This show offers an insight into the art traditions of one country whose people surely wish to be out of the spotlight. It has destroyed rather than enhanced the colour in their lives. Alkhafaji gives it back.
Exhibition runs until May 31 at the Artiquea Gallery 82 Wandsworth Bridge Road, London SW6 2TF (020) 7731-2090.
Three remaining in Iraq coalition
IRAQ: Romania’s small military contingent ended its deployment in Iraq on Thursday, reducing the US-led coalition to three countries.
Meanwhile while in the north of the country another US soldier died in combat.
President Barack Obama reassured Iraqis in a speech in Cairo on Thursday that the US would stick to the timeline dictated by a security agreement, with the first step to pull back from cities by July.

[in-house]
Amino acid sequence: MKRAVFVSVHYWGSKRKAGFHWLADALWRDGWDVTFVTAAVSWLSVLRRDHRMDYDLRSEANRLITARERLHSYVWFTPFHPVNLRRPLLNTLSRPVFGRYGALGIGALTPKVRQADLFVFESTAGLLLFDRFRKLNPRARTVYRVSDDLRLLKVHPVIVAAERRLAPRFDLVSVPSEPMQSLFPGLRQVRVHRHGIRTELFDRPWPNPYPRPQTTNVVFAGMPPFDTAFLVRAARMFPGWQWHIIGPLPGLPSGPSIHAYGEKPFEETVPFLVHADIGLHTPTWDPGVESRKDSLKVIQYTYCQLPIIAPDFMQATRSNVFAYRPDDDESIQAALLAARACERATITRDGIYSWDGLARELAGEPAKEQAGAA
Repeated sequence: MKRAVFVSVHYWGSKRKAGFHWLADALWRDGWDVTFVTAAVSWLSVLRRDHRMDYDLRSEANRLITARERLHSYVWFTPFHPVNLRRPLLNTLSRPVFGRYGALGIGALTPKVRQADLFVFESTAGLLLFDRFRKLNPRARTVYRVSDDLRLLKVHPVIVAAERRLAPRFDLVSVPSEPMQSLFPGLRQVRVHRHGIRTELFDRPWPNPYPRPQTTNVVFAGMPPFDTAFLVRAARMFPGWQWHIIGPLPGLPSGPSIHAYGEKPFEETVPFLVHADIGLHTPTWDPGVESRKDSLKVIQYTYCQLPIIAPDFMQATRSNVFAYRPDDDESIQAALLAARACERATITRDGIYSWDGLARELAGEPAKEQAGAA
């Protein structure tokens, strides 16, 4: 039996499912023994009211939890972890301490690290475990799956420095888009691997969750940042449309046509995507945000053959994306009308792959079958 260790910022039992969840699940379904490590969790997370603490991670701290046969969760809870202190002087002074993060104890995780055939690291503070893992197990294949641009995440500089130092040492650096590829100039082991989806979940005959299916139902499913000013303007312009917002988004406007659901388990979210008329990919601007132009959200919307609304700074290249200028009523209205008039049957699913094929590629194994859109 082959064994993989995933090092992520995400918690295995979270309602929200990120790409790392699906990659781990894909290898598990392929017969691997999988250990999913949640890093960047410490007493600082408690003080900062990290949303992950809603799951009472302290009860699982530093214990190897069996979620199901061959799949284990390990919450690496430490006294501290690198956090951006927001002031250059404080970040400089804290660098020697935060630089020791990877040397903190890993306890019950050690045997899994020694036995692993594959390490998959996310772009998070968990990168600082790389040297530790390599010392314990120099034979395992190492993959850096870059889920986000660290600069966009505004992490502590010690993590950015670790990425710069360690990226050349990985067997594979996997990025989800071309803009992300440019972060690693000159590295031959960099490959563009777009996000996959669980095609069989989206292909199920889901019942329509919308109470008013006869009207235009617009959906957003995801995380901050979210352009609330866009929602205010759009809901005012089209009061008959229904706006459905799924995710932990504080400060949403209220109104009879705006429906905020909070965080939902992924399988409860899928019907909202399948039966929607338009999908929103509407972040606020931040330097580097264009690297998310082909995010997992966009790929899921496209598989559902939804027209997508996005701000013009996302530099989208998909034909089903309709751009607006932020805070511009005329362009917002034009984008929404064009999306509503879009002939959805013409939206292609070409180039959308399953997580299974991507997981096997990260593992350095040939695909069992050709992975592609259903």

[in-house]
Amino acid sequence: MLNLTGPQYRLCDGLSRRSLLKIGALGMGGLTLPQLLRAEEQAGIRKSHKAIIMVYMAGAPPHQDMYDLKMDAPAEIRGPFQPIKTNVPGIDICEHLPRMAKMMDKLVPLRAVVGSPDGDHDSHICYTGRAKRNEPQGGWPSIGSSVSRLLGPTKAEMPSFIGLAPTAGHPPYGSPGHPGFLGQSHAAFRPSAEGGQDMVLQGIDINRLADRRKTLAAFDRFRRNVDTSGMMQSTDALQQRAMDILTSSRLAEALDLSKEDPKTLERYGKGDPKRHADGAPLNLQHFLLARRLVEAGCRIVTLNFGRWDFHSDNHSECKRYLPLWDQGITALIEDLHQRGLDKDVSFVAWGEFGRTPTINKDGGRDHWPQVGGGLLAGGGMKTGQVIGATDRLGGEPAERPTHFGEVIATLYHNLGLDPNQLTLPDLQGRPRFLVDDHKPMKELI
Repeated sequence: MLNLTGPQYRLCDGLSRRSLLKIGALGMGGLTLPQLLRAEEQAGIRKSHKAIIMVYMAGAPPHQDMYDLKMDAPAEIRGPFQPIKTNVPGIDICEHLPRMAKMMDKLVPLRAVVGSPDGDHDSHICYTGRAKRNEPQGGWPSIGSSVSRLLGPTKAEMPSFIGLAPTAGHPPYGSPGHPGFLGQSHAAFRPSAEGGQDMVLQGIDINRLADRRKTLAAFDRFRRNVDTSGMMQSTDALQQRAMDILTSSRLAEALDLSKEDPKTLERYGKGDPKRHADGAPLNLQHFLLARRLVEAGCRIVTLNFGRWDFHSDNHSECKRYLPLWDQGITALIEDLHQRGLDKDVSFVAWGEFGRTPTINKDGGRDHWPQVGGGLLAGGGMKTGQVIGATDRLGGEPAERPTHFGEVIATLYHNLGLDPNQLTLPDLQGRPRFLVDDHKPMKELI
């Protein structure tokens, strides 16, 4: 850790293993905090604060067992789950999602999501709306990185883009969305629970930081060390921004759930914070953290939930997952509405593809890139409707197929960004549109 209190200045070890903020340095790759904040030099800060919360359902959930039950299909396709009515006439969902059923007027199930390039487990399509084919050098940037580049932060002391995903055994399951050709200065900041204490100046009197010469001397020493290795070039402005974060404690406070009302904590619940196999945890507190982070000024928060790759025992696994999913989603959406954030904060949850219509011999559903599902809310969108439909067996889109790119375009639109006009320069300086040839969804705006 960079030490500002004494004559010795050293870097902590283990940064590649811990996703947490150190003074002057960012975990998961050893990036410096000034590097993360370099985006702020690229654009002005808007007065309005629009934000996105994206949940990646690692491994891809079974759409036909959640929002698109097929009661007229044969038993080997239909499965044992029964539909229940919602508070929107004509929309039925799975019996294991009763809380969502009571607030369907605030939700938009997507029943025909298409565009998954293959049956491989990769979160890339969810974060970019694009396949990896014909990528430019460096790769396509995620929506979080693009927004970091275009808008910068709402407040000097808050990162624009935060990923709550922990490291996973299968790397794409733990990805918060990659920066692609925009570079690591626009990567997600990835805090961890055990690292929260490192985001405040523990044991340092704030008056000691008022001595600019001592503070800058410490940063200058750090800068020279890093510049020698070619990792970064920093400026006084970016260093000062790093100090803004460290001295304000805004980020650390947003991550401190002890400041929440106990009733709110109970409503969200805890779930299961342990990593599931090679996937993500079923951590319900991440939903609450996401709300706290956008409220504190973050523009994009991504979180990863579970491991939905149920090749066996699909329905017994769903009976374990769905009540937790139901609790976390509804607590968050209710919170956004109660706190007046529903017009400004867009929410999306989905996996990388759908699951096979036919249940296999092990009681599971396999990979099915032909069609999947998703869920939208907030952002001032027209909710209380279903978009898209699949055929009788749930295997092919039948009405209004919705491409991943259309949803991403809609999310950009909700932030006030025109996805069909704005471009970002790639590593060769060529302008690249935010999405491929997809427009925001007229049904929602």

But Iraqi clergyman-turned-politician Muqtada al-Sadr called for the “resistance” to continue.
Soldier’s diary details wider abuse at prison
Va. staff sergeant facing court-martial implicates other agencies in Army
By Scott Shane Sun National Staff
May 1, 2004
The Iraq journal of Staff Sgt. Ivan L. “Chip” Frederick II, penned in careful handwriting and mailed home as he feared becoming a scapegoat for egregious military misdeeds, paints a nightmarish picture of overworked, undertrained guards coping with hostile Iraqi prisoners and using tactics that flagrantly violated international rules for treatment of detainees.
If true, the 37-year-old reservist’s statements are a devastating indictment of a U.S. military that toppled a brutal dictator only to be accused of torturing Iraqis in a prison, Abu Ghraib, notorious for similar and worse horrors during Saddam Hussein’s rule.